Random Ramblings about stuff I see going on in biotech, internet and the stuff I read.

Friday, July 29, 2005

...More about tech transfer offices...

So I started writing this blog less than a week ago, really just to let some steam off. I didn't think anyone, other than my wife, would actually read it. Suprisingly (at least to me), some people showed up and posted some comments. Right now, the sum total of two (2) are here. Not a stampede or enought to inflate my ego (if possible) but definatly greater than zero (0). I would assume that these folks showed up via the power of search engines.

This means that my less than 7 day old blog with, statistically speaking, zero(0) readers is more able to be found than the technology on most tech transfer web sites. I, by doing essentially nothing, am more findable than the technology that I need to find to do my job.

This boogles my mind. Stanford, which spawned google, is not well indexed. I can take a descriptive paragraph from their web page and paste it in to google and get no hits. I can take the subject and boil it down a bit (thus broaden it) and not get back their page. Making it tighter gets me fewer hits, but still doesn't get me the page. This means that even when I know what I want, I can't find it.

I am picking on Stanford here just to make a point, not becuase I think any of the other sites are any better. I rarely get Tech transfer offices to pop up in my google hits. I can find the inventor by using google with some search terms of stuff I am looking for, contact them, and then from there may make it to the tech transfer office. Alternativly, knowing where the person works I can look up the tech transfer office (Google not so useful for even this, have to be an AUTM member really to get that done) and contact them or search their site. Most sites seem to brag that they don't list all their technology and that I should contact them in order to see if they have what I am looking for. The only problem with this is that I am likely not in your time zone (random chance as I travel a lot) and it is probably late at night when I do a search or have time to call. So then I have to make a note to call you. That gets pushed down the priority list and I don't get to it for awhile. This doesn't help either one of us.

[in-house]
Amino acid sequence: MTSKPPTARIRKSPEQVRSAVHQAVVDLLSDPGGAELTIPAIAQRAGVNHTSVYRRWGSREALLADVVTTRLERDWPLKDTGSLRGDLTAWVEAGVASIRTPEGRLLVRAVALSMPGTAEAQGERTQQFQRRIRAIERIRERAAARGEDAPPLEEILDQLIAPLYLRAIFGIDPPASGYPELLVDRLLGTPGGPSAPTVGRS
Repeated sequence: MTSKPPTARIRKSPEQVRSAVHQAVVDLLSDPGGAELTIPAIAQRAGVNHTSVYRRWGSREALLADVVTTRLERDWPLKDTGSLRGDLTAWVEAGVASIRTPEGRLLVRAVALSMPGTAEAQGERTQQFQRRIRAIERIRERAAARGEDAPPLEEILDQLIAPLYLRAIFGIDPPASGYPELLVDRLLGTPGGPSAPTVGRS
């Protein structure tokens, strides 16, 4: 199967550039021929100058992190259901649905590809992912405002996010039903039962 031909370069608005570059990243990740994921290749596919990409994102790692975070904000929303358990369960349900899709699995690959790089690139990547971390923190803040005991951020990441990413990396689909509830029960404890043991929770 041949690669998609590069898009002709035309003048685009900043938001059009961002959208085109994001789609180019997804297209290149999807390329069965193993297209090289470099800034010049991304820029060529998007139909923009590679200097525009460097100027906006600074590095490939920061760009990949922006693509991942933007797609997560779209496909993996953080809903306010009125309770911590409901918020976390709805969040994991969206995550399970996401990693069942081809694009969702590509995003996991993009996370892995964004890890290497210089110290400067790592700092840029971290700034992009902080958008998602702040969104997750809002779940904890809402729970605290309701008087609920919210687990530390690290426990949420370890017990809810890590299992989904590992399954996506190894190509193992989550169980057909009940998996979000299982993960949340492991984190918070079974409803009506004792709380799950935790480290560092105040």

Another part of what I said above really gets to how tech transfer offices say people come to them. For the most part they say their leads come to them via the inventor. Of course they do. Read the paragraph above. I can't get direct to you as I can't find your site. If I haven't been to a universities site before, or they have moved it since I last was, they are really hard to find. There is no direct way to get there from the front page of a university web site unless you know where you are going. They are all called something different (tech transfer office, licensing office, knowledge transfer office.... blah blah blah) so you may get it wrong on first shot. SO - the only way, reliably, to get in is via the inventor. You have their name, can look up a paper or google them, and get the contact info. From the tech transfer offices point of view, we got to them from the inventor. Why can't I find the site in Google? Use Meta tags in the header of your web site in order to cover all the names that I list above and any others you think of.

So, there is my soap box for today. This came to a head as I just plain couldn't find anyone to talk to at this University this week. I gave in and just called the main operator. They directed me to the facilities department. This is garbage. Someone at the University filed the patent, so must be able to license the thing. The inventor is on vacation, so currently they are no help.

....and yes I was dealing with contracts all day, so all numbers shall be spelled out with a (0) following them.

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